The expected annual number of heatwave days between 2021 and 2050 and Ruzsa’s involvement

Source: National Adaptation Geo-information System

Tiszatarján is located in the Northern Great Plain, on the west bank of the Tisza. Before the river regulation, the settlement lies on the flood plain of the Tisza River, and nowadays a quarter of its territory still belongs to the flood plain, which is the main source of its vulnerability. Increases in the frequency and magnitude of floods, the prolonged periods of the dry and inland water are most likely to realize in agricultural losses, water shortage periods and the spread of invasive species. Besides the cultivation of crop, corn and sunflower production, livestock farming is also very important, especially pigs and a small number of cattle on the floodplain, which determines the life of the settlement. In recent years, it has been observed that summers are warmer every year and the number of hot days is increasing. The frequency and intensity of heat wave days is a serious health problem. The most risky groups during the hot days are the elderly people, children, people with hypertension, people with diabetes, and people with cardiovascular diseases. The network of social institutions for children, young people and elderly is well organized. The increase in the number of heat wave days also typically increases the vulnerability of these groups, with the addition of allergenic plants and mosquitoes.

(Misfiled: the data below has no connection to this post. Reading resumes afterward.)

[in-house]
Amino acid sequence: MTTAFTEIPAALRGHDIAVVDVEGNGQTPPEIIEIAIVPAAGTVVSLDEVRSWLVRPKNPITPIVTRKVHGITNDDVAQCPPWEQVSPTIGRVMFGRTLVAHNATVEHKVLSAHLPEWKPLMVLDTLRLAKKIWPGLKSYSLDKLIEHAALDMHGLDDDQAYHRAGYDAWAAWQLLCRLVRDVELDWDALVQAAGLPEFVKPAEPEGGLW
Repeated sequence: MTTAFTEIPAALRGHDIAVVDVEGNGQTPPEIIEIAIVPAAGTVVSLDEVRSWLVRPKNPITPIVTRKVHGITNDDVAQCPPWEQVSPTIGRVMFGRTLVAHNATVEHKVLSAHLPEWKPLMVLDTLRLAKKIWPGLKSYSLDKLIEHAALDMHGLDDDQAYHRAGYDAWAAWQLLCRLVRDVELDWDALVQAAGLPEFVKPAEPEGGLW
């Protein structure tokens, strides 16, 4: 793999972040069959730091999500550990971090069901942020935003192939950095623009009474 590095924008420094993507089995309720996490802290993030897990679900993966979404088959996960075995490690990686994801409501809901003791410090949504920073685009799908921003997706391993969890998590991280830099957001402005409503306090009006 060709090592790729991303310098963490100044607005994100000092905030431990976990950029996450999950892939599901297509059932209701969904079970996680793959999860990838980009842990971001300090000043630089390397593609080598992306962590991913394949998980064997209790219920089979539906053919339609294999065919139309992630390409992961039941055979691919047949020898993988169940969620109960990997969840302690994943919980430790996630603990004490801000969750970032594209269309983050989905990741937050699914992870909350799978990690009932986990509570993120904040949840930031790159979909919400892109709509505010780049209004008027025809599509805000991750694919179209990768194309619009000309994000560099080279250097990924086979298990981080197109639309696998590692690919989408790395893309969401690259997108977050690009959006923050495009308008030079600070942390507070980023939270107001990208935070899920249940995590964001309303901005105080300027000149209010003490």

Average annual number of heat wave days between 1961 and 2016 and Tiszatarján’s involvement

In the completed vulnerability studies, the municipalities also identified adaptation possibilities and measures, which are partly natural pilot water retention solutions in the framework of the LIFE-MICACC project. These solutions aim to provide local resources for water management in municipalities, providing small-scale solutions close to nature, low-budget and feasible by the local government, listening to and integrating  the needs and ideas of local actors – residents, farmers, civilians and the business sector – into adaptation measures, therefore, to achieve real social inclusion.

The full content of vulnerability tests will be available on the websites of the settlements:






Project partners

Minister of Interior Bátya KTSZ General Directorate of Water Management (OVF) Pannon Pro Innovations Püspökszilágy Rákócziújfalu Ruzsa Tiszatarján WWF Hungary